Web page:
||The Book of Lost Things
|| John Connolly
||High in his attic bedroom, twelve-year-old David mourns the death of his mother, with only the books on his shelf for company. But those books have begun to whisper to him in the darkness. Angry and alone, he takes refuge in his imagination and soon finds that reality and fantasy have begun to meld. While his family falls apart around him, David is violently propelled into a world that is a strange reflection of his own — populated by heroes and monsters and ruled by a faded king who keeps his secrets in a mysterious book, The Book of Lost Things. 
|Why I Loved It:
||This book is proof that even some 5 star reads are better than others and maybe, much like Nigel Tufnel’s Marshall guitar amplifiers, my reviews need to go up to 11. I adored this book. I read twice in succession because it was a story with such depth and such beautiful language I never wanted it to end. It was a fairy tale and a monomyth. It was heartbreaking and joyful.
|Who would like this:
||Everyone who loves reading, loves stories, loves fairy tales. Put this hit on your TBR pile if you have not yet read it.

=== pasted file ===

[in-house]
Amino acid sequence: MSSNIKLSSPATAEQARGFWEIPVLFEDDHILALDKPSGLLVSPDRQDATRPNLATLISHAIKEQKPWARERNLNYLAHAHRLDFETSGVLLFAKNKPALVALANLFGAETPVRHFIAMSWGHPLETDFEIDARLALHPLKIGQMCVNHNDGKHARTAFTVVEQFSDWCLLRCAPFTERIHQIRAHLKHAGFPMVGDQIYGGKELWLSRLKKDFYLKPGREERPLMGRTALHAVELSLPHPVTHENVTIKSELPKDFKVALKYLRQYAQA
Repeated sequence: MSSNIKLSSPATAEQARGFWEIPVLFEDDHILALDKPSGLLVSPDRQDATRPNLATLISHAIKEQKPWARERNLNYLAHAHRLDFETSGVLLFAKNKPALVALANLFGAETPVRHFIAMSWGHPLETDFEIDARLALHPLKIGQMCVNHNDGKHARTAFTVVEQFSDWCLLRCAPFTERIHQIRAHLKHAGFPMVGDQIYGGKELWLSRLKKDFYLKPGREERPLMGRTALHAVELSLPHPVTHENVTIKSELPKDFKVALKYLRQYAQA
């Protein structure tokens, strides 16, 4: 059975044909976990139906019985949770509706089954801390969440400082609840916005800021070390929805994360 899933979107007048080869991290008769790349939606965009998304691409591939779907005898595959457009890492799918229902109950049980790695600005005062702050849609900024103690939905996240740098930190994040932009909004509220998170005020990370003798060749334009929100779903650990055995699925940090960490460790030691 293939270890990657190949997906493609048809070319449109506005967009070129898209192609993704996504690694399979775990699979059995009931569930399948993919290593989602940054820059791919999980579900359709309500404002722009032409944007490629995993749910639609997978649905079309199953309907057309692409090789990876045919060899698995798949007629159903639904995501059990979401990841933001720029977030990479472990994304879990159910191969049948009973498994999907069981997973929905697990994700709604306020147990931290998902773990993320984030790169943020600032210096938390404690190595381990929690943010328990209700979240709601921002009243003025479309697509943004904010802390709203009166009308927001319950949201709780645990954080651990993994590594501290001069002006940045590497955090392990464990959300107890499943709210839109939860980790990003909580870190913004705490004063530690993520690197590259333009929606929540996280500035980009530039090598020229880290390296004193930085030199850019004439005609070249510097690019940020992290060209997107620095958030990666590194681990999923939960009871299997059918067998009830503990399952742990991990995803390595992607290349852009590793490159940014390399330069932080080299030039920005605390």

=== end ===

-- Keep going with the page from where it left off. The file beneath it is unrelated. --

|| This time I can’t go with just one.”What do you believe in?’ asked David. ‘I believe in those whom I love and trust. All else is foolishness. This god is as empty as his church. His followers choose to attribute all of their good fortune to him, but when he ignores their pleas or leaves them to suffer, they say only that he is beyond their understanding and abandon themselves to his will. What kind of god is that?””Stories come alive in the telling. Without a human voice to read them aloud, or a pair of wide eyes following them by flashlight beneath a blanket, they had no existence in our world. They were like seeds in the beak of a bird, waiting to fall to earth. Or the notes of a song laid out on a sheet, yearning for an instrument to bring their music into being. They lay dormant, hoping for the chance to emerge. Once someone started to read them, they could begin to change. They could take root in the imagination and transform the reader. Stories wanted to be read. They needed it. It was the reason they forced themselves from their world into ours. They wanted us to give them life.” “These stories were very old, as old as people, and they had survived because they were very powerful indeed. They were the tales that echoed in the head long after the books that contained them were cast aside. They were both an escape from reality and an alternative reality themselves. They were so old, and so strange, that they had found a kind of existence independent of the pages they occupied. The world of the old tales existed parallel to ours, but sometimes the walls separating the two became so thing and brittle that the two worlds started to blend into each other. That was when the trouble started. That was when the bad things came. That was when the Crooked Man began to appear to David.” “He had quite liked the dwarfs. He often had no idea what they were talking about, but for a group of homicidal, class-obsessed small people, they were really rather good fun.”